Not Science Fiction: PH Marks Place in Space with Continuous R&D Pursuit

17 Dec 2019 5:22 PM
Photo Credits: STAMINA4Space / PHL-Microsat Facebook Page

Article by Anna Cacho-Asunto (DOST-ASTI) and Nikki Ignacio (STAMINA4Space)

Antique Representative and former Senator Loren Legarda, in her keynote address at the 25th Session of the Conference of Parties (COP25) to the United Nations Framework Convention on Climate Change (UNFCCC), emphasized the value of using space science and technology and promoted the Philippines’ first-ever microsatellites and nanosatellite developed and deployed to space.

In recent years, three Philippine satellites, Diwata-1, Diwata-2, and Maya-1, were successfully launched into space. The development of the Philippine satellites became possible through the Development of Philippine Scientific Earth Observation Microsatellite (PHL-Microsat) Program, which is now succeeded by the Space Technology and Applications Mastery, Innovation and Advancement (STAMINA4Space) Program. The PHL-Microsat program is the country’s first initiative in developing the country’s capability in small satellite technology. It is funded by the Department of Science and Technology (DOST), monitored by DOST-Philippine Council for Industry and Emerging Technology Research and Development (DOST-PCIEERD), and done through the collaboration between the University of the Philippines Diliman, the DOST-Advanced Science and Technology Institute (DOST-ASTI), Hokkaido University and Tohoku University.

The PHL-Microsat Program is succeeded by the STAMINA4Space Program. STAMINA4Space is aimed at further developing deep expertise that enable and sustain the growth of a local scientific-industrial base in space technology and applications in the Philippines. Through science-based policies and programs supported by innovations in space technology, STAMINA4Space intends to contribute to building a resilient Filipino society and a productive, knowledge-based economy.

The Philippines’ first-ever microsatellite, Diwata-1, was launched to space in 2016, while Diwata-2 and the cube satellite (CubeSat) Maya-1, in 2018. The Diwata-1 is an Earth-observing microsatellite with three optical instruments for scientific earth observation: the High Precision Telescope (HPT) which can be used in studying the extent of damages from natural disasters; a Space-borne Multispectral Imager (SMI) with Liquid Crystal Tunable Filter (LCTF) for assessing changes in vegetation and ocean productivity studies; and the Wide Field Camera (WFC) which can capture cloud patterns and weather disturbances. It is also equipped with one engineering control instrument, the Middle Field Camera (MFC), which is used to help locate the images captured by HPT and SMI. Diwata-1 has since captured over 30,000 images of the Earth and has covered approximately 37% of the Philippines’ land area.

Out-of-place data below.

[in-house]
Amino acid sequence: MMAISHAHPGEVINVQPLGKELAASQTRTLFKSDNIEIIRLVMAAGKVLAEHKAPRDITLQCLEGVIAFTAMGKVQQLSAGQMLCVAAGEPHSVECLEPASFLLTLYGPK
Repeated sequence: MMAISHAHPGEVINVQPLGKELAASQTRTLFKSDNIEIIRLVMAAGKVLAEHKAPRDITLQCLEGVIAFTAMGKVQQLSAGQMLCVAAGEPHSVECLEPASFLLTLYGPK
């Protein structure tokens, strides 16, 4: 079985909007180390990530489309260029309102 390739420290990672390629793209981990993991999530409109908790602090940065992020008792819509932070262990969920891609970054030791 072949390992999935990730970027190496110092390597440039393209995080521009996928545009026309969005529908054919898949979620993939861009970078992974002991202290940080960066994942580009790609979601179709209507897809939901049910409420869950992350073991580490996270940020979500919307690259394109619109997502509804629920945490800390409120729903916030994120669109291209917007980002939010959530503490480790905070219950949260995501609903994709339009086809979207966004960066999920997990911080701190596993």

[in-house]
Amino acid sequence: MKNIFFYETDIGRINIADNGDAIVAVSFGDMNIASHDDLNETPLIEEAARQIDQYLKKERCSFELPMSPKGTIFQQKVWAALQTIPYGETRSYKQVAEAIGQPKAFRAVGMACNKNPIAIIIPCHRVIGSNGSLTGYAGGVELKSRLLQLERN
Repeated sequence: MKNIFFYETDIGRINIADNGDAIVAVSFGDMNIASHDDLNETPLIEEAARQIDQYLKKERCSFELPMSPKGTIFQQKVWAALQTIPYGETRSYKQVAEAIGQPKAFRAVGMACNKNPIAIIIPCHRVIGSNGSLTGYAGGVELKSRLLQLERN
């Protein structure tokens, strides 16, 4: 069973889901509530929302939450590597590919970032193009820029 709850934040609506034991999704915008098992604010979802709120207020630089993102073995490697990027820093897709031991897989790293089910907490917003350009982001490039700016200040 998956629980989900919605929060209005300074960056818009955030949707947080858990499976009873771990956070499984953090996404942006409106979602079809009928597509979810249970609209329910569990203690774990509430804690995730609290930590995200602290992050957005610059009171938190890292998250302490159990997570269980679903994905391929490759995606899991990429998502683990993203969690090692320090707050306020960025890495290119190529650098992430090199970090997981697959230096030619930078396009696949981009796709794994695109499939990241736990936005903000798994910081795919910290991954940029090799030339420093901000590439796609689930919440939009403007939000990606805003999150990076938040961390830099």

Diwata-2 carries the same optical cameras for scientific earth observation found in Diwata-1, with specific improvements including an Enhanced Resolution Camera (ERC) for pansharpening images captured by the SMI, experimental modules for attitude determination & sensing, and an experimental amateur radio unit (ARU) which can be used as an alternative mode of communication for emergency response. The Diwata-2 ARU was designated Philippines OSCAR-101 by the Radio Amateur Satellite Corporation (AMSAT) on April 11 this year.  It has since captured over 13,000 images total around the world and has covered approximately 46% of the Philippines’ land area.

Maya-1, on the other hand, is part of the three-CubeSat constellation of the 2nd Joint Global Multi-Nation Birds Satellite project (BIRDS-2), which is done in collaboration with Bhutan, Malaysia, and Japan. The BIRDS project is a cross-border interdisciplinary CubeSat development venture primarily used as an educational platform for technology demonstration hosted by the Kyushu Institute of Technology (Kyutech). The CubeSat constellation is operated by a global network of ground stations established by the participating countries under the BIRDS project. Maya-1 has an Automatic Packet Reporting System (APRS) Message Digipeater (APRS-DP Mission), Image and Video Capture (CAM Mission), GPS Chip Demonstration (GPS Mission), Detection of an Electronics Circuit Anomaly due to Space Radiation (SEL Mission), Magnetic Field Measurement in Space using an Anisotropic Magnetoresistance Sensor (AMR-MM Mission).